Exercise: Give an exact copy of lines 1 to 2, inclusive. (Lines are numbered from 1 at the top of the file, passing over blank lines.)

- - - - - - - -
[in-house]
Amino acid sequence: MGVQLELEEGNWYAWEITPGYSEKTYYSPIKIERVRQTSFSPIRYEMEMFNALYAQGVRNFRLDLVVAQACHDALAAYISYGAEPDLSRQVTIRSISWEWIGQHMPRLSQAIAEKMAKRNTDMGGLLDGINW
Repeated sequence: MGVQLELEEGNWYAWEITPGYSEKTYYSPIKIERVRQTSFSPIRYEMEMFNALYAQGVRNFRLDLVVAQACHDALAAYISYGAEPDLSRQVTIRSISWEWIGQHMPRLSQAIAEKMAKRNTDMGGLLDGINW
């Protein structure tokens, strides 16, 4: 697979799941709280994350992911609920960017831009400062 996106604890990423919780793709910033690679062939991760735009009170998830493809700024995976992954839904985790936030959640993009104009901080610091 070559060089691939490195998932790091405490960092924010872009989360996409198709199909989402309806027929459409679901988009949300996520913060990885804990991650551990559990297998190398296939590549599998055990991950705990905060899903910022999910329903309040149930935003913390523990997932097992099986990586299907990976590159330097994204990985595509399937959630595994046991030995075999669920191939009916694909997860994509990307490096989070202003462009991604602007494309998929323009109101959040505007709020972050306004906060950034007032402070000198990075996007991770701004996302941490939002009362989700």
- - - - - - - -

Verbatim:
[in-house]
Amino acid sequence: MGVQLELEEGNWYAWEITPGYSEKTYYSPIKIERVRQTSFSPIRYEMEMFNALYAQGVRNFRLDLVVAQACHDALAAYISYGAEPDLSRQVTIRSISWEWIGQHMPRLSQAIAEKMAKRNTDMGGLLDGINW